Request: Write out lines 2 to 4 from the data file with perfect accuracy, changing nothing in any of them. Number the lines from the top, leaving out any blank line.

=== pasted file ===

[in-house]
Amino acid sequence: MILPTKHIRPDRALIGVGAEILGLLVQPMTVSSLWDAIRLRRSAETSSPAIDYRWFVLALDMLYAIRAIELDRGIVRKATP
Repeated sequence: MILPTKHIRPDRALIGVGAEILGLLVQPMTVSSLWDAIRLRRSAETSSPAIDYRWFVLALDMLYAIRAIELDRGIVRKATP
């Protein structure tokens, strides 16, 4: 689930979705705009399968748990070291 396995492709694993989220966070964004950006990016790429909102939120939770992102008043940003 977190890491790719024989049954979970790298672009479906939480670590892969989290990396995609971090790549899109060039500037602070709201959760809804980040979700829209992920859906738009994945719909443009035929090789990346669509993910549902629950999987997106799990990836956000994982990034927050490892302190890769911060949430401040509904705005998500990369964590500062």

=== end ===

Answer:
Amino acid sequence: MILPTKHIRPDRALIGVGAEILGLLVQPMTVSSLWDAIRLRRSAETSSPAIDYRWFVLALDMLYAIRAIELDRGIVRKATP
Repeated sequence: MILPTKHIRPDRALIGVGAEILGLLVQPMTVSSLWDAIRLRRSAETSSPAIDYRWFVLALDMLYAIRAIELDRGIVRKATP
């Protein structure tokens, strides 16, 4: 689930979705705009399968748990070291 396995492709694993989220966070964004950006990016790429909102939120939770992102008043940003 977190890491790719024989049954979970790298672009479906939480670590892969989290990396995609971090790549899109060039500037602070709201959760809804980040979700829209992920859906738009994945719909443009035929090789990346669509993910549902629950999987997106799990990836956000994982990034927050490892302190890769911060949430401040509904705005998500990369964590500062």